With regard to management fee, the Foundation is continuing to implement the stringent policy we put into place last year, and we are currently considering the alternatives set forth in the Panel's report. As I have previously testified before this Committee, NSF acknowledges that some awardees should have shown better judgment in the use of their management fee -- even if they were not in violation of any law or regulation governing the use of those funds. The Foundation has learned a number of lessons about management fees, and we designed the policy around those lessons learned.

Our new policy -- which clarifies inappropriate uses of management fee, among other things -- was established over a year ago, and subsequently updated after considering public comment. Recognizing the Panel recommends eliminating the use of management fee in future projects, we are in the process of doing two things: assessing how our updated policies have impacted existing cooperative agreements, and determining if there are other appropriate cost categories to cover some expenditures currently considered under management fee, per the Panel's recommendation. While many of the Panel's recommendations are implementable within a relatively short time frame, I would note that we believe this topic will likely take a more thorough analysis on the part of NSF than some of the other recommendations.

Oversight, Accountability, and Stewardship

The Panel's holistic view of NSF's oversight, accountability, and stewardship of large research facilities is welcomed by the Foundation. We are considering all of the recommendations on the roles and responsibilities of the National Science Board (NSB), the Major Research Equipment and Facilities Construction (MREFC) Panel, and the Office of the Director, as a single endeavor. Our existing oversight system was put into place over a decade ago, and the NAPA Panel recommendations give us clear guidance. We plan to enhance the role of independent expertise in project and financial management as well as the cross-agency sharing of best practices.

The NSB examined the Panel's recommendations over the course of the past two days, and this was our first NSB meeting since the release of the report. We look forward to working together with the Board to strengthen our oversight, accountability, and stewardship, as recommended by the Panel.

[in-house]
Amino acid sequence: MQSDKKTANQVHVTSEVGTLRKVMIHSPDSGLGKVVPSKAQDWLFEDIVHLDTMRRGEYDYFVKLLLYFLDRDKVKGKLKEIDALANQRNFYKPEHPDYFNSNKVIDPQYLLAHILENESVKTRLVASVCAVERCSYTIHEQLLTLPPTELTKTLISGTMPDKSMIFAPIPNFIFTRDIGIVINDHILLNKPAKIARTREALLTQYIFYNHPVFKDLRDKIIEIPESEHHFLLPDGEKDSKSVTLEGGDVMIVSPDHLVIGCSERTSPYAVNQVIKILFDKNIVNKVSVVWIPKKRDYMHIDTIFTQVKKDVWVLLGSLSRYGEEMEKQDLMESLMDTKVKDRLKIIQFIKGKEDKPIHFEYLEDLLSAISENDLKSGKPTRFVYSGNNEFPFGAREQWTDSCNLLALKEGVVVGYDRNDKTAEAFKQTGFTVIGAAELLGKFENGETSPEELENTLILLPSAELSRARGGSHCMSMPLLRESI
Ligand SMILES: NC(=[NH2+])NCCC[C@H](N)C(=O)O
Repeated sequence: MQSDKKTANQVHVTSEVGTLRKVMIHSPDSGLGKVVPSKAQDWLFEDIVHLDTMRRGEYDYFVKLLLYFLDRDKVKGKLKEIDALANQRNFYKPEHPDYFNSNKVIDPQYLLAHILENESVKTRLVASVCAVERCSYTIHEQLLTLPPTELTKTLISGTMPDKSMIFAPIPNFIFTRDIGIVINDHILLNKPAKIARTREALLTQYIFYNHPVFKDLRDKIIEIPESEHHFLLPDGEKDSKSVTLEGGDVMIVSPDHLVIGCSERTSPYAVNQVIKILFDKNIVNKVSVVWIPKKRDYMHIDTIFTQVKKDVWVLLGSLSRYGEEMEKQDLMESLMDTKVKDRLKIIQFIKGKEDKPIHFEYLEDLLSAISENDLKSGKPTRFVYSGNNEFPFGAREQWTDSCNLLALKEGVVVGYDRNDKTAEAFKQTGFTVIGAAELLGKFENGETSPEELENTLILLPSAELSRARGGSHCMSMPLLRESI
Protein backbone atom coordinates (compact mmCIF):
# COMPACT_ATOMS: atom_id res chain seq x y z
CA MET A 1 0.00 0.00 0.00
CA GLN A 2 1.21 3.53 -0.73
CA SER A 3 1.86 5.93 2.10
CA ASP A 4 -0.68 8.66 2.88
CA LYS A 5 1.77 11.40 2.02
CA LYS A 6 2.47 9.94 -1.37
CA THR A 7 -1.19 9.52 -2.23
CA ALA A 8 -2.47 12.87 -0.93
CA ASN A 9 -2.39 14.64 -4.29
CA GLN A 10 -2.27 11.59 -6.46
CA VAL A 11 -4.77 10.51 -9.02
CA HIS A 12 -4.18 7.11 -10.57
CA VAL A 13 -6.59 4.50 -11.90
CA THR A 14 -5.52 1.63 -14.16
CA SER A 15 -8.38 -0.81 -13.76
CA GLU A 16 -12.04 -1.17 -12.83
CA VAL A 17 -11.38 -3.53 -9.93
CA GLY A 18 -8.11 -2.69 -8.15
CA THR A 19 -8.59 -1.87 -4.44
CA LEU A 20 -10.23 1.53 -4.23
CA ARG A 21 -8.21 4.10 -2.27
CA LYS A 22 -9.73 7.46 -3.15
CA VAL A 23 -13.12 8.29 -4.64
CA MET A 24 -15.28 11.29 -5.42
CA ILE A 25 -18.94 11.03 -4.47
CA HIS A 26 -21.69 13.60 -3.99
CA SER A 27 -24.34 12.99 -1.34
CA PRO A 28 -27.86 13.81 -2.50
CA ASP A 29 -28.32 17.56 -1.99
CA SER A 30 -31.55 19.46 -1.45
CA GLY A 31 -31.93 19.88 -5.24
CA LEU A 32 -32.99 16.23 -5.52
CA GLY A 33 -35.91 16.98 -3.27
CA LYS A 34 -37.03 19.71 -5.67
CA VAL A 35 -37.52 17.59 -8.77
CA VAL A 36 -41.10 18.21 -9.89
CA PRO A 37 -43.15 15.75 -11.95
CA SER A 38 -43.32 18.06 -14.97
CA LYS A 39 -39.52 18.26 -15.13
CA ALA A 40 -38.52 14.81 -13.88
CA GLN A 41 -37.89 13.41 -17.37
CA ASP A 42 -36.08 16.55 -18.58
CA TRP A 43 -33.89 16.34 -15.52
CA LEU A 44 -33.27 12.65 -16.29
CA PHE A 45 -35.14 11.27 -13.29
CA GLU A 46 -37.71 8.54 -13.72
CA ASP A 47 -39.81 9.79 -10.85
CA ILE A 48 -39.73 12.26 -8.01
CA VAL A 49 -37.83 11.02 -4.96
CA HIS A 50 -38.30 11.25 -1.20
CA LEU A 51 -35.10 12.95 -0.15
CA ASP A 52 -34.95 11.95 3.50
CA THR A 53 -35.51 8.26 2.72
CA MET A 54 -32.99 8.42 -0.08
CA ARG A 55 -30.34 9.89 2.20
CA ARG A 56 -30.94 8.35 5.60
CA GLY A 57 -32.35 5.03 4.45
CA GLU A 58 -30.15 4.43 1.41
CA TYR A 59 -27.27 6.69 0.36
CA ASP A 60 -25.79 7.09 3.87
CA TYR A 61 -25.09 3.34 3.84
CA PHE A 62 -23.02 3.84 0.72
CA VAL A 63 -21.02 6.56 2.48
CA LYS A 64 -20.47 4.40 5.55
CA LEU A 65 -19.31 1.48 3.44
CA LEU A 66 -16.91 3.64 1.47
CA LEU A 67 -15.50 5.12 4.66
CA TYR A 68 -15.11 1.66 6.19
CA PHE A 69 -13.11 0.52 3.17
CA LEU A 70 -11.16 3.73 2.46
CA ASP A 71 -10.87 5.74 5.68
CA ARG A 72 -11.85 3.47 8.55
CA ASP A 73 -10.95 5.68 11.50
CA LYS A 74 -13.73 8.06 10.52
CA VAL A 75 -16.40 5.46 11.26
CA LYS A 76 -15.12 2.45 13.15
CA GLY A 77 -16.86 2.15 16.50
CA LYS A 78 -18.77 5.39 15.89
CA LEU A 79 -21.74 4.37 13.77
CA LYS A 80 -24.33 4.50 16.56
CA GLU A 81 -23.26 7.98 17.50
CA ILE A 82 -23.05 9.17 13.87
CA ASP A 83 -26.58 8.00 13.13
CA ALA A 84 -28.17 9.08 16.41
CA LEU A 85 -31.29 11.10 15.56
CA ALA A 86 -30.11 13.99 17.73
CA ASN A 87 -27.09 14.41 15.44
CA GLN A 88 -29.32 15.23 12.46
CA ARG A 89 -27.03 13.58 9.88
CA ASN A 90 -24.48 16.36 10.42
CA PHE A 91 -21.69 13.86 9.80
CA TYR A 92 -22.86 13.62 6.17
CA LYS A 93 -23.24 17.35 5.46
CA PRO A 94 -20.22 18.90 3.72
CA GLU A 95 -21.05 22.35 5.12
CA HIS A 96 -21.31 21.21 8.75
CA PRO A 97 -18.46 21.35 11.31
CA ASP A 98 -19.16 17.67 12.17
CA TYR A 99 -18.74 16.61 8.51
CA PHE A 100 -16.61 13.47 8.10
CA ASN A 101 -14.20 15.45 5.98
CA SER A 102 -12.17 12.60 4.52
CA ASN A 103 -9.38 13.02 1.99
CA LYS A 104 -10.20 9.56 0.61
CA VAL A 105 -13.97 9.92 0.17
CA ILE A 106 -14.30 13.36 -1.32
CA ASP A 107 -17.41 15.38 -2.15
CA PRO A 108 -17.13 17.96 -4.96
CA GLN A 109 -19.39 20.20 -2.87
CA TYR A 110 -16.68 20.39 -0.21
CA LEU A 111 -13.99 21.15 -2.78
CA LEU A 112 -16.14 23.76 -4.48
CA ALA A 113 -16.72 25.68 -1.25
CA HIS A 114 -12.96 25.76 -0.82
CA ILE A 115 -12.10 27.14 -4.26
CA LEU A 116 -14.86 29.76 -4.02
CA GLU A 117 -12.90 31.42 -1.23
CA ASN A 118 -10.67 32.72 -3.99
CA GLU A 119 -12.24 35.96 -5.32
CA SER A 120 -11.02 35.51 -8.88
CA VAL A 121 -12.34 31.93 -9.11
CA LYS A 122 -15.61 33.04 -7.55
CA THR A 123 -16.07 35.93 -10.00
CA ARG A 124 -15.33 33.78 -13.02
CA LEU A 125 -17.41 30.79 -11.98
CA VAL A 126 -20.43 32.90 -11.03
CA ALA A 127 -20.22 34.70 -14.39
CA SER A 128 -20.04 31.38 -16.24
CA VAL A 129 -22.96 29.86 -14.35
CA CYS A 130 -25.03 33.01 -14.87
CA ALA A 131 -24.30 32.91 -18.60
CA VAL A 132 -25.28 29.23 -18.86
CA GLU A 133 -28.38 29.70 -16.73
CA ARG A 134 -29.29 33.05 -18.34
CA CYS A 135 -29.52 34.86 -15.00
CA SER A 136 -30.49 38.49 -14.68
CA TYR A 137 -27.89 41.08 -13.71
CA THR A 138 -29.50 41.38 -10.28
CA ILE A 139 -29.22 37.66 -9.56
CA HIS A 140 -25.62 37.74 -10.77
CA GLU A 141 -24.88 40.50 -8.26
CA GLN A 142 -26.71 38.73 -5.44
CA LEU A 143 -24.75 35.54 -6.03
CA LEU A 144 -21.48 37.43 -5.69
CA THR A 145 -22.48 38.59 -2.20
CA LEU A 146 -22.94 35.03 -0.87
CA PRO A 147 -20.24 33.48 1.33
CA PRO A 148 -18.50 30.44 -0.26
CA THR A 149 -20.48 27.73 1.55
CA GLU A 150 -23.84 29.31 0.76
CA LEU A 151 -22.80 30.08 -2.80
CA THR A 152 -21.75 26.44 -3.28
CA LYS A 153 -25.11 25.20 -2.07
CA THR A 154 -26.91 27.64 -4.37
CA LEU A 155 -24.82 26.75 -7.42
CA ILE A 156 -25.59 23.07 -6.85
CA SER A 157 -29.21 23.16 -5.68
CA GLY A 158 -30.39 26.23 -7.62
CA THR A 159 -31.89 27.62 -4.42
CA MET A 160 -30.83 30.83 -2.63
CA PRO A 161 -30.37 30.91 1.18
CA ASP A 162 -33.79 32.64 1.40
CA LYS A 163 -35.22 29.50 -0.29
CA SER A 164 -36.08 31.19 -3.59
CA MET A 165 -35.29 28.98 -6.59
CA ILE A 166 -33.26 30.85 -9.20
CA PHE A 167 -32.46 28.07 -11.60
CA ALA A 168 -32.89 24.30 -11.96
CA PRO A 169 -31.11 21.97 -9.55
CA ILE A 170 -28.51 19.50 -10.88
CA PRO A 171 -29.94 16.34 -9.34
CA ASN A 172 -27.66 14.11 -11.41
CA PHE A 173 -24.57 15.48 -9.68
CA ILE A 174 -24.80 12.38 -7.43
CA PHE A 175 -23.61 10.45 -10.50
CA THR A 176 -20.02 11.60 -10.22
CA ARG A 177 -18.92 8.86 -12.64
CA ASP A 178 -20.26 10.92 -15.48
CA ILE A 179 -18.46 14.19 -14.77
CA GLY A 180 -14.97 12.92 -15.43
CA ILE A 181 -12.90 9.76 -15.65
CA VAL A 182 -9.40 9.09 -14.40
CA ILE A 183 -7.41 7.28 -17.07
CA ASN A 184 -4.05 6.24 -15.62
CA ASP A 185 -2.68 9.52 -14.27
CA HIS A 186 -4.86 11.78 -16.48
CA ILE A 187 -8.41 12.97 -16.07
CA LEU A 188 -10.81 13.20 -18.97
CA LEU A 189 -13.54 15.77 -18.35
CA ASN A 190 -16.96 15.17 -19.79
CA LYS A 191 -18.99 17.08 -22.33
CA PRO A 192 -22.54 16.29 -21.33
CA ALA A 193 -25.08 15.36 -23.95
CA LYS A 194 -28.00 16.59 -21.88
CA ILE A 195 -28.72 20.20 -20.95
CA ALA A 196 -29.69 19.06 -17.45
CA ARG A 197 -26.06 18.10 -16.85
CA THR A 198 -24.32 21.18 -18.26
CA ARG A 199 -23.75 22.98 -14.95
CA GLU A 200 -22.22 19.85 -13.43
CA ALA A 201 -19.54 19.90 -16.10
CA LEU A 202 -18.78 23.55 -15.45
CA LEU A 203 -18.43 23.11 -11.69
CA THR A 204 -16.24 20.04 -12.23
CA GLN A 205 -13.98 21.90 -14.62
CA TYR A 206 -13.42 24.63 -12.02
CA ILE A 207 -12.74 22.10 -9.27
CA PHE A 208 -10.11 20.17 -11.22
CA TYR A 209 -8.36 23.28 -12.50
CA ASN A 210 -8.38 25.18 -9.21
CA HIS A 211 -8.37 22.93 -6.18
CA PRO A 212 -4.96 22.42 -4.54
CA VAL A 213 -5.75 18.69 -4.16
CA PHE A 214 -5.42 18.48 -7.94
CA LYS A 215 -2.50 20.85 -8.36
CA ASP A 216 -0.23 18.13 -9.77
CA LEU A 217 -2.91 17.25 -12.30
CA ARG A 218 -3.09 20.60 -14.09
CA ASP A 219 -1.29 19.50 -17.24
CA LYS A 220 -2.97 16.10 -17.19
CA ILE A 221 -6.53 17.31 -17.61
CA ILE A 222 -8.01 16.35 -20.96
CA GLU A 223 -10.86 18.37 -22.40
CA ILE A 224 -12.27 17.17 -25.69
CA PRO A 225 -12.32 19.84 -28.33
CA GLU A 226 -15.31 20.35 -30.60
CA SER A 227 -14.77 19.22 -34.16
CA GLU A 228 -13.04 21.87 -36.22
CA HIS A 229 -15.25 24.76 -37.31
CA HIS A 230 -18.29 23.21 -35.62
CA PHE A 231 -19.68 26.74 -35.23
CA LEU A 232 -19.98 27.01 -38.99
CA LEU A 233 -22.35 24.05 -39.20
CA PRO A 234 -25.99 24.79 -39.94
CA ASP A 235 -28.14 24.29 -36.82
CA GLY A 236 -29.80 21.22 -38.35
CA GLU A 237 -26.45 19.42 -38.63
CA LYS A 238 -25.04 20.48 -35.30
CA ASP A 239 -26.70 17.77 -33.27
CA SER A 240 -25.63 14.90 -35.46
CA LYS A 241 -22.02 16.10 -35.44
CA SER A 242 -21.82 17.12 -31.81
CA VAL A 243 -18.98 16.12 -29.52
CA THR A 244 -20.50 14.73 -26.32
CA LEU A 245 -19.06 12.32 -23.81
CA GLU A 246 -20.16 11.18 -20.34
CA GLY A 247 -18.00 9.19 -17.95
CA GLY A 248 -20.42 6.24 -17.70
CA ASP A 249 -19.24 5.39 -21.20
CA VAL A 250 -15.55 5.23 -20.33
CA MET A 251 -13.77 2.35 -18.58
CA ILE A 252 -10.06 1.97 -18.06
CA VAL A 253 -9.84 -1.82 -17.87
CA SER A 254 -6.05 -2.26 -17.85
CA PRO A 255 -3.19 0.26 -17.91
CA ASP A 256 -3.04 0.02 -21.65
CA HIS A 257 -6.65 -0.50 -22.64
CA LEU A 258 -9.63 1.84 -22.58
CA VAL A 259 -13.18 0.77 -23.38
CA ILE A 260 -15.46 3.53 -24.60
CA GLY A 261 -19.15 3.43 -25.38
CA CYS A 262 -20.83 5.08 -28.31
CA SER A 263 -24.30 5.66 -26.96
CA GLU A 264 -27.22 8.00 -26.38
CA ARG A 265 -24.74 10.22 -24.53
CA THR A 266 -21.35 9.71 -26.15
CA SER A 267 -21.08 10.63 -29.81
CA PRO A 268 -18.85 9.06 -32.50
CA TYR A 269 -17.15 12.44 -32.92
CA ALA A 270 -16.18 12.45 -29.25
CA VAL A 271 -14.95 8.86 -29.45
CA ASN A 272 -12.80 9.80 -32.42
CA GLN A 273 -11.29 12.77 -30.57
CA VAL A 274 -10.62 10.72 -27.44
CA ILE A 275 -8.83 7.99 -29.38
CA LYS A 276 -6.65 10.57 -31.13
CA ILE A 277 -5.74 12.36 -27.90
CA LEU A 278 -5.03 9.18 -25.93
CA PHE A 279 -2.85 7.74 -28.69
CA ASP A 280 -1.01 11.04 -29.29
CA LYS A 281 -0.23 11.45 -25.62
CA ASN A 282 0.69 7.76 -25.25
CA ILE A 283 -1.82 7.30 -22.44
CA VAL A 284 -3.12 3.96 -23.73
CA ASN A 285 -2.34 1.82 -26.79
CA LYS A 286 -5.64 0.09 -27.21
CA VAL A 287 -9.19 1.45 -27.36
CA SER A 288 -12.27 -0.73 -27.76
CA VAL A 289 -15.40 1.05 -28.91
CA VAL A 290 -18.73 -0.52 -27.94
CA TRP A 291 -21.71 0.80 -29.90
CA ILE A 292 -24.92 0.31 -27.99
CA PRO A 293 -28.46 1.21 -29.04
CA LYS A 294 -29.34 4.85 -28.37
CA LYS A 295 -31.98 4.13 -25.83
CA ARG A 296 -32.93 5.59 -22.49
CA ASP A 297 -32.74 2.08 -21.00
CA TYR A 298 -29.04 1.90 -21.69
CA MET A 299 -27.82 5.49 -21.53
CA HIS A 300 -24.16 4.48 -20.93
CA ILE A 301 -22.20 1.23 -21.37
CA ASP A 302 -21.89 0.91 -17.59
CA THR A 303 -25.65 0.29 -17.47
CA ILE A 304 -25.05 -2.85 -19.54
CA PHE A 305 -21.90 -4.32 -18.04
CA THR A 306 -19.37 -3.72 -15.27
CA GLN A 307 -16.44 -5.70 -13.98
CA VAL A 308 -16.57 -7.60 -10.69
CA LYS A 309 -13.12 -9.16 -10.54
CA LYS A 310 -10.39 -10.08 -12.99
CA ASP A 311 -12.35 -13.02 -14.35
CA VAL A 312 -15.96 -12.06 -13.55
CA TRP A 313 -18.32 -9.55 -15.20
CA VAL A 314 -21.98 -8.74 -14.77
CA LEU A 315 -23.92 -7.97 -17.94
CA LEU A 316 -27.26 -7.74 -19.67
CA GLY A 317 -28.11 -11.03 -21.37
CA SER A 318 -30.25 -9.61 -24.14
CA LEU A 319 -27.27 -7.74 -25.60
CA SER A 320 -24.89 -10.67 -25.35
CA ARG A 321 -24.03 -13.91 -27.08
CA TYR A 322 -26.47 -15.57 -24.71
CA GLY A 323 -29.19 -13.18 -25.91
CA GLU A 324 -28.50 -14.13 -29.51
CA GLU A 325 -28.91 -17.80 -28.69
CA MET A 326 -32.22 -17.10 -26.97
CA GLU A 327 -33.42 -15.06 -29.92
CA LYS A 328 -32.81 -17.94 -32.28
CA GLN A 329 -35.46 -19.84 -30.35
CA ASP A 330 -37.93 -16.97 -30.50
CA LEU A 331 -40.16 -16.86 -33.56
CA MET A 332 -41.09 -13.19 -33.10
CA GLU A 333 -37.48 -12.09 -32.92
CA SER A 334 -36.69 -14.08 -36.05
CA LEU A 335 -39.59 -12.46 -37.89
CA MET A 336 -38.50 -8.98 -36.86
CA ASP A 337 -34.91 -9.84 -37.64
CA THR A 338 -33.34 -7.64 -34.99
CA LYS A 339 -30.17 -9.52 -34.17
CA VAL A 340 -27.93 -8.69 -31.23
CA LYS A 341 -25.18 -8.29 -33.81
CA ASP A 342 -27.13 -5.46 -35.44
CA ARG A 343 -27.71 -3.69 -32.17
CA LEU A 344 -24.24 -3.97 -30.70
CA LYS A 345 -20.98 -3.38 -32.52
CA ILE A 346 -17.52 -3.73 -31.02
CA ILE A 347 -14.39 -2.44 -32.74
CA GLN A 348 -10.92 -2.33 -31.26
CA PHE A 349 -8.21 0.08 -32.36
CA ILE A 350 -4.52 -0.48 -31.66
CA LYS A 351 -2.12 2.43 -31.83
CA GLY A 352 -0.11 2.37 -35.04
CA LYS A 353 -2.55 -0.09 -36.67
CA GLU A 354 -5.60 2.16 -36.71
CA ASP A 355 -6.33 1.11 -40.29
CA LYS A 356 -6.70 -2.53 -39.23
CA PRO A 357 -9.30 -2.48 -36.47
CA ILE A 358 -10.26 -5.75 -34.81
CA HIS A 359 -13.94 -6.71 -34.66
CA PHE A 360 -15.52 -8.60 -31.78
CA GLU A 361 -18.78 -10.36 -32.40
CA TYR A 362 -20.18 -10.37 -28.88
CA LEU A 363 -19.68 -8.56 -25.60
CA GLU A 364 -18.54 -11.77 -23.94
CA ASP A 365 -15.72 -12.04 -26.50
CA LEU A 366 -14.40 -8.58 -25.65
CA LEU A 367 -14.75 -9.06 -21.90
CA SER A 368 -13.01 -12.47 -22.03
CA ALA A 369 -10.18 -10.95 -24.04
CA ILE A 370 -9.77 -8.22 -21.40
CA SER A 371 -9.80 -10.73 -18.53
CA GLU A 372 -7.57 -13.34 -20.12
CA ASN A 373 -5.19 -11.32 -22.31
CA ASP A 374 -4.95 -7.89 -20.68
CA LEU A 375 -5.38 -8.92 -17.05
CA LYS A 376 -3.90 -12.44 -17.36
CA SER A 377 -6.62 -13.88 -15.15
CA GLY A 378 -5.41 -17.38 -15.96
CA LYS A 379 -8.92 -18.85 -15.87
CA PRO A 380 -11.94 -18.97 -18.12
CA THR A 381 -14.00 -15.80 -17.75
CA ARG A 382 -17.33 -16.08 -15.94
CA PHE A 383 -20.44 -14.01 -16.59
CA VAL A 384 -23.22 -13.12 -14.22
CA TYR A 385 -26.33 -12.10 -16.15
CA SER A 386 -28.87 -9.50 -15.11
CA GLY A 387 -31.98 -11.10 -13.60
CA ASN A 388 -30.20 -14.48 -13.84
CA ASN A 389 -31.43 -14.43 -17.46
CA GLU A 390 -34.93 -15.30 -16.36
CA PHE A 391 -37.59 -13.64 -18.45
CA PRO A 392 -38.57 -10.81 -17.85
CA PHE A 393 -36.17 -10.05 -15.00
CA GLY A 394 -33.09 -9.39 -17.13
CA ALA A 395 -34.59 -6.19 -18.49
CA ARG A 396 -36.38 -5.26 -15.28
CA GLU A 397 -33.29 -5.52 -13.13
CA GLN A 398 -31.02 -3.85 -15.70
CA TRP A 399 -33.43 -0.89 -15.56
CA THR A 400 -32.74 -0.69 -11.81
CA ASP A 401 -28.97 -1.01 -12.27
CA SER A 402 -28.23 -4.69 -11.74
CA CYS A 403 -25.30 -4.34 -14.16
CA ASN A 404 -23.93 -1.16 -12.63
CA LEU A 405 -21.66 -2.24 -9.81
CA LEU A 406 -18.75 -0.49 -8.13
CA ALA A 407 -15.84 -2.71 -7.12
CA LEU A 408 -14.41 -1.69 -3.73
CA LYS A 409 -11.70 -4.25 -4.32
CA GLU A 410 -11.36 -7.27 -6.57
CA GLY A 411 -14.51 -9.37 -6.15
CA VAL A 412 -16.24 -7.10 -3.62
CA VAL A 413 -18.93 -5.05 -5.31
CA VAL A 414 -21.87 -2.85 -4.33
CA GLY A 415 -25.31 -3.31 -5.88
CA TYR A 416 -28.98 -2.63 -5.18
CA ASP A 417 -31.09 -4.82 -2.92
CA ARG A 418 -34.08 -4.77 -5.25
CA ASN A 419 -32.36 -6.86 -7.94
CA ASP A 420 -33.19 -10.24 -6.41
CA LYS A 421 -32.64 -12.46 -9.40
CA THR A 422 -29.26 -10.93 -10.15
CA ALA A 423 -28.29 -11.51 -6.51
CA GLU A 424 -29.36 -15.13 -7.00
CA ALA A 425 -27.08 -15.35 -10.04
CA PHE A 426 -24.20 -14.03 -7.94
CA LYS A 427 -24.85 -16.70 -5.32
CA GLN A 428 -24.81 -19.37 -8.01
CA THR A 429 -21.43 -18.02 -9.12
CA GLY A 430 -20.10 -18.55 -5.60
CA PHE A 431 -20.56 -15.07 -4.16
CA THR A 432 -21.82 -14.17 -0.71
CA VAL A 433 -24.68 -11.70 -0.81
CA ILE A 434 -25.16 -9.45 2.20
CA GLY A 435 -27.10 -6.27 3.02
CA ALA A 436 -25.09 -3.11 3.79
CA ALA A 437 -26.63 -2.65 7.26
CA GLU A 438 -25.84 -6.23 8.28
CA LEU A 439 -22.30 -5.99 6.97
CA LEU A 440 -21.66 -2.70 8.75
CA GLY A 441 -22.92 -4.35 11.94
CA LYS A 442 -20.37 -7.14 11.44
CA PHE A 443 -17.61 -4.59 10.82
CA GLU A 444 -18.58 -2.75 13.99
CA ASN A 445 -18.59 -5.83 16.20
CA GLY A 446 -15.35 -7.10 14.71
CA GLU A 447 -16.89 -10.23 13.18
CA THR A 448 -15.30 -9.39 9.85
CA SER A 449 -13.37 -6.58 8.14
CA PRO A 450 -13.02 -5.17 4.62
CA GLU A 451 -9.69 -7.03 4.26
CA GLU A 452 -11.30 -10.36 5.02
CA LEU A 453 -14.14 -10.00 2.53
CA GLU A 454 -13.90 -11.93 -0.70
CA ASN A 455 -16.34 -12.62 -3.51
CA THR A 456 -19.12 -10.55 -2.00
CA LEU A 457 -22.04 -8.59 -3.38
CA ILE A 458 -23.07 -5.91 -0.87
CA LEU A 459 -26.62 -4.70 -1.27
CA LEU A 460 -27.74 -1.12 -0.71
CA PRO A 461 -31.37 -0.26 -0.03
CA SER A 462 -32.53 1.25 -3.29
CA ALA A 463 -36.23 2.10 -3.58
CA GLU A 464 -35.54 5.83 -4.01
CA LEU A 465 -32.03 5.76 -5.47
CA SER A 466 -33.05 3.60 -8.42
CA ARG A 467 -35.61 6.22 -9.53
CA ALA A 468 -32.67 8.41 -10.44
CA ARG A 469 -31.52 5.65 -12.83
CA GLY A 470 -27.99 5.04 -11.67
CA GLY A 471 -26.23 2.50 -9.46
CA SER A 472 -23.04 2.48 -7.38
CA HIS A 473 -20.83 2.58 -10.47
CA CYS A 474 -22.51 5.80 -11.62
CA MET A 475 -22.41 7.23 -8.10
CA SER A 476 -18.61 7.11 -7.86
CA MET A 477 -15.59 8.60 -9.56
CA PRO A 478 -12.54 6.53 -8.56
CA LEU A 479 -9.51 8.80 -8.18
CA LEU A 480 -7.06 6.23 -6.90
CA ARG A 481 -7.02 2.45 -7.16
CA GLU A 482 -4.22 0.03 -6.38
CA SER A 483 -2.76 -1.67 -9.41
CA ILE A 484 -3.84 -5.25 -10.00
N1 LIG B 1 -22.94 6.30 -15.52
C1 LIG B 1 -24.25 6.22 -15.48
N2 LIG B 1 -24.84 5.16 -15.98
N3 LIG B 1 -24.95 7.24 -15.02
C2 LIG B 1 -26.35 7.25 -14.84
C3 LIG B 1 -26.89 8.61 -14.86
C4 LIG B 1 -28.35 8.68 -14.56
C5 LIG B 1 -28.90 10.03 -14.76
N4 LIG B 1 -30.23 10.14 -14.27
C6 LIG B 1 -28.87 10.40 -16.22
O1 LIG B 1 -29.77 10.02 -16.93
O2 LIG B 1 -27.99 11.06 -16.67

Project management expertise and prior experience in leading large infrastructure projects are key requirements for success. NSF is committed to developing project management skills, experience, and training for both Foundation staff and MREFC project managers. In addition, we plan to expand our "community of practice" and a lessons-learned library, including implementation of those lessons-learned, for all MREFC projects.

I would like to clarify for the Committee that any changes NSF undertakes can and will apply to existing -- not just new -- cooperative agreements. One of the benefits of the agreement vehicle is that it allows flexibility to NSF, as well as the awardee, to move a project forward in a dynamic way. As the Foundation improves its processes, we can revise, as appropriate, existing agreements to strengthen oversight. As a result, any changes in policy are able to be effected in the near term.

In closing, I would like to reiterate how much NSF welcomes the NAPA report and its recommendations. The Panel's attention to the details of cost surveillance, contingency, management fee, as well as the organizational structure and functions of the Foundation, provides a roadmap toward strengthened policies and practices for the NSF. This, in turn, will help us to provide our science and engineering communities with continued access to world-class research infrastructure. The Panel produced a high-quality, independent product on a very short timeline and for that the Foundation is grateful.

It is only with the strong support of the Inspector General, external experts like NAPA, and Congress that complete oversight of taxpayer resources can be ultimately achieved, and we are appreciative of those efforts. The Foundation looks forward to working with the Committee and with our Office of Inspector General as we implement these changes in order to best serve science and technology in the national interest.

Thank you again for the opportunity to testify. I would be pleased to answer your questions.